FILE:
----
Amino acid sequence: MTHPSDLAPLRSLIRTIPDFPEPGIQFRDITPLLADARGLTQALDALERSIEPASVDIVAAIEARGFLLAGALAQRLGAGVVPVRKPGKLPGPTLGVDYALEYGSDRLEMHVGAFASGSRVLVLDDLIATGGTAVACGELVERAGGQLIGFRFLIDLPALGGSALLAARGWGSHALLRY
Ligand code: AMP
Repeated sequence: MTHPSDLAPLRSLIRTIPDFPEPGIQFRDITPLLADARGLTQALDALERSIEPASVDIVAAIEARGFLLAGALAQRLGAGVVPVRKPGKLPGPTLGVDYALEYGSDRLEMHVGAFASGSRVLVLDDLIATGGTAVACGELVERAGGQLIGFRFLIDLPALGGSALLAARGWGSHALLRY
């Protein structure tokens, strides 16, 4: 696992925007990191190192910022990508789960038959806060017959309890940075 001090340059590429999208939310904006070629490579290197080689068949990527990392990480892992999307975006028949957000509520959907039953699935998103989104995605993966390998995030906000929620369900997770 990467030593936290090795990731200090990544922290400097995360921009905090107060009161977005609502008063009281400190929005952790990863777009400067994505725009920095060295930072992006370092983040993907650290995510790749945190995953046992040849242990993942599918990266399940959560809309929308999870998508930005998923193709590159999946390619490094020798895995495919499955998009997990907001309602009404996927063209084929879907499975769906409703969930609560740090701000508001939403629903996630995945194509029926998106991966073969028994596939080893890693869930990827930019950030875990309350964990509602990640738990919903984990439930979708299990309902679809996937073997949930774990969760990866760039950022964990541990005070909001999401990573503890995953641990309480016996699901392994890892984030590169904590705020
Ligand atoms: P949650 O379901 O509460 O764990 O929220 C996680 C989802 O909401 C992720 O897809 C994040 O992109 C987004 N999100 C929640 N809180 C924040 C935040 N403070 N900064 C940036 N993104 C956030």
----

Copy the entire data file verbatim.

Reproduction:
Amino acid sequence: MTHPSDLAPLRSLIRTIPDFPEPGIQFRDITPLLADARGLTQALDALERSIEPASVDIVAAIEARGFLLAGALAQRLGAGVVPVRKPGKLPGPTLGVDYALEYGSDRLEMHVGAFASGSRVLVLDDLIATGGTAVACGELVERAGGQLIGFRFLIDLPALGGSALLAARGWGSHALLRY
Ligand code: AMP
Repeated sequence: MTHPSDLAPLRSLIRTIPDFPEPGIQFRDITPLLADARGLTQALDALERSIEPASVDIVAAIEARGFLLAGALAQRLGAGVVPVRKPGKLPGPTLGVDYALEYGSDRLEMHVGAFASGSRVLVLDDLIATGGTAVACGELVERAGGQLIGFRFLIDLPALGGSALLAARGWGSHALLRY
């Protein structure tokens, strides 16, 4: 696992925007990191190192910022990508789960038959806060017959309890940075 001090340059590429999208939310904006070629490579290197080689068949990527990392990480892992999307975006028949957000509520959907039953699935998103989104995605993966390998995030906000929620369900997770 990467030593936290090795990731200090990544922290400097995360921009905090107060009161977005609502008063009281400190929005952790990863777009400067994505725009920095060295930072992006370092983040993907650290995510790749945190995953046992040849242990993942599918990266399940959560809309929308999870998508930005998923193709590159999946390619490094020798895995495919499955998009997990907001309602009404996927063209084929879907499975769906409703969930609560740090701000508001939403629903996630995945194509029926998106991966073969028994596939080893890693869930990827930019950030875990309350964990509602990640738990919903984990439930979708299990309902679809996937073997949930774990969760990866760039950022964990541990005070909001999401990573503890995953641990309480016996699901392994890892984030590169904590705020
Ligand atoms: P949650 O379901 O509460 O764990 O929220 C996680 C989802 O909401 C992720 O897809 C994040 O992109 C987004 N999100 C929640 N809180 C924040 C935040 N403070 N900064 C940036 N993104 C956030």